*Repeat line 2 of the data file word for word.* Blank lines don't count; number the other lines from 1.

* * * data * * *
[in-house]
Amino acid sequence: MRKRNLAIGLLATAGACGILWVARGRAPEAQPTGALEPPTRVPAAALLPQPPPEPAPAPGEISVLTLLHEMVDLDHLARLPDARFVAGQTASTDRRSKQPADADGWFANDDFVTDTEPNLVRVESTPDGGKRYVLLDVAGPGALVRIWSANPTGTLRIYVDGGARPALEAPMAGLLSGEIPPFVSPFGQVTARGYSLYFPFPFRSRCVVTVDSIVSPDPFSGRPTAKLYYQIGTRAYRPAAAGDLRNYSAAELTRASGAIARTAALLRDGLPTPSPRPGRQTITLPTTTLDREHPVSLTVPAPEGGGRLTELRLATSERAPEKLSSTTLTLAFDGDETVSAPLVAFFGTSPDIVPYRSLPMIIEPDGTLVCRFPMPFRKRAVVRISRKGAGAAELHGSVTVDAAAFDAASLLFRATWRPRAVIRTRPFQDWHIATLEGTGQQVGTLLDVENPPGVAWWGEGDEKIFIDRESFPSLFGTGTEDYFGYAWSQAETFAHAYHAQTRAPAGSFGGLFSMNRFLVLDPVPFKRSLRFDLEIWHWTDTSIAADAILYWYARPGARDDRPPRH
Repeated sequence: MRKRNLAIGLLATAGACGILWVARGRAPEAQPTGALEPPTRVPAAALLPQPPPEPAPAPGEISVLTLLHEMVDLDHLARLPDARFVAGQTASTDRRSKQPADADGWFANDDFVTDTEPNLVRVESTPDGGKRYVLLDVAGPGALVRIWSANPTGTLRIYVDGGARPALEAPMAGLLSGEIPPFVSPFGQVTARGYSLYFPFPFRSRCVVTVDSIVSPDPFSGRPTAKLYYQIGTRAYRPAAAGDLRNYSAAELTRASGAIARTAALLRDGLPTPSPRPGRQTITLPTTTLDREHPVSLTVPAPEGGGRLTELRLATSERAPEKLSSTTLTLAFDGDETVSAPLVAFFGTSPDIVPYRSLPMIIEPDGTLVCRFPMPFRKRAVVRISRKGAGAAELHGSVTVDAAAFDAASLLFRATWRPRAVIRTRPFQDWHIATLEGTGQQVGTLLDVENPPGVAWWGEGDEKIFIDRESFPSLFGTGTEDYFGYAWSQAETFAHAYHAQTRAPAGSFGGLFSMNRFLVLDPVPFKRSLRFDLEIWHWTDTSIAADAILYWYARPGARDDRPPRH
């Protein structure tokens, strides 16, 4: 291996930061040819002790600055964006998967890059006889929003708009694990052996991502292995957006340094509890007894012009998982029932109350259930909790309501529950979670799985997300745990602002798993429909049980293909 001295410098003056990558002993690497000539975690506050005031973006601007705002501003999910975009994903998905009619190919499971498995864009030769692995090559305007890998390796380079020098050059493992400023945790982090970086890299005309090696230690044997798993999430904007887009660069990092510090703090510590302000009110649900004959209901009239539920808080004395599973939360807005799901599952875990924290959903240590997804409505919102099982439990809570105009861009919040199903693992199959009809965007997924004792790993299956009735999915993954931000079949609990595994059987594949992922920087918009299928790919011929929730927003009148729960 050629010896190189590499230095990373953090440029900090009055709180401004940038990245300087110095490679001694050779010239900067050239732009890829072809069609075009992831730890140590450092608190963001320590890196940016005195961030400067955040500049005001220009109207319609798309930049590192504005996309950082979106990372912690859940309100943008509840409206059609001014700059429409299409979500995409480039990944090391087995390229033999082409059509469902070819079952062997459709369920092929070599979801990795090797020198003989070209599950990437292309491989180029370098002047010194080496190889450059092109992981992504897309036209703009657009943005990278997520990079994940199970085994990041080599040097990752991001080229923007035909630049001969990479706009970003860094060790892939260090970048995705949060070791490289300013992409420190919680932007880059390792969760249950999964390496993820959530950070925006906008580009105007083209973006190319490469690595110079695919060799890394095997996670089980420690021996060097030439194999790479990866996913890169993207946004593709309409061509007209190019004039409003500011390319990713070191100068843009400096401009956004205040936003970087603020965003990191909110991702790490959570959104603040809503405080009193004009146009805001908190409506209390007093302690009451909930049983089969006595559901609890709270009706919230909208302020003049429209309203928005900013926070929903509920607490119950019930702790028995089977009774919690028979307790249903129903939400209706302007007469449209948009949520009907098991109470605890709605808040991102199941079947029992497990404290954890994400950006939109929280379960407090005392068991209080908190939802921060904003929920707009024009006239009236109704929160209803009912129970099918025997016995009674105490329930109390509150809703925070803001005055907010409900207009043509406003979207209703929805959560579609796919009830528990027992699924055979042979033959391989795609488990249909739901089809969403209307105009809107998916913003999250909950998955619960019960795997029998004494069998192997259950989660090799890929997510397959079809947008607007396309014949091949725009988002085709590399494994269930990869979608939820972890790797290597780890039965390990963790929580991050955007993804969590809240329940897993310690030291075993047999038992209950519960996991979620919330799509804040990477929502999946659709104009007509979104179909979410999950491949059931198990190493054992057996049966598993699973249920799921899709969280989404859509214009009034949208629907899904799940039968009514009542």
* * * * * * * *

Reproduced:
Amino acid sequence: MRKRNLAIGLLATAGACGILWVARGRAPEAQPTGALEPPTRVPAAALLPQPPPEPAPAPGEISVLTLLHEMVDLDHLARLPDARFVAGQTASTDRRSKQPADADGWFANDDFVTDTEPNLVRVESTPDGGKRYVLLDVAGPGALVRIWSANPTGTLRIYVDGGARPALEAPMAGLLSGEIPPFVSPFGQVTARGYSLYFPFPFRSRCVVTVDSIVSPDPFSGRPTAKLYYQIGTRAYRPAAAGDLRNYSAAELTRASGAIARTAALLRDGLPTPSPRPGRQTITLPTTTLDREHPVSLTVPAPEGGGRLTELRLATSERAPEKLSSTTLTLAFDGDETVSAPLVAFFGTSPDIVPYRSLPMIIEPDGTLVCRFPMPFRKRAVVRISRKGAGAAELHGSVTVDAAAFDAASLLFRATWRPRAVIRTRPFQDWHIATLEGTGQQVGTLLDVENPPGVAWWGEGDEKIFIDRESFPSLFGTGTEDYFGYAWSQAETFAHAYHAQTRAPAGSFGGLFSMNRFLVLDPVPFKRSLRFDLEIWHWTDTSIAADAILYWYARPGARDDRPPRH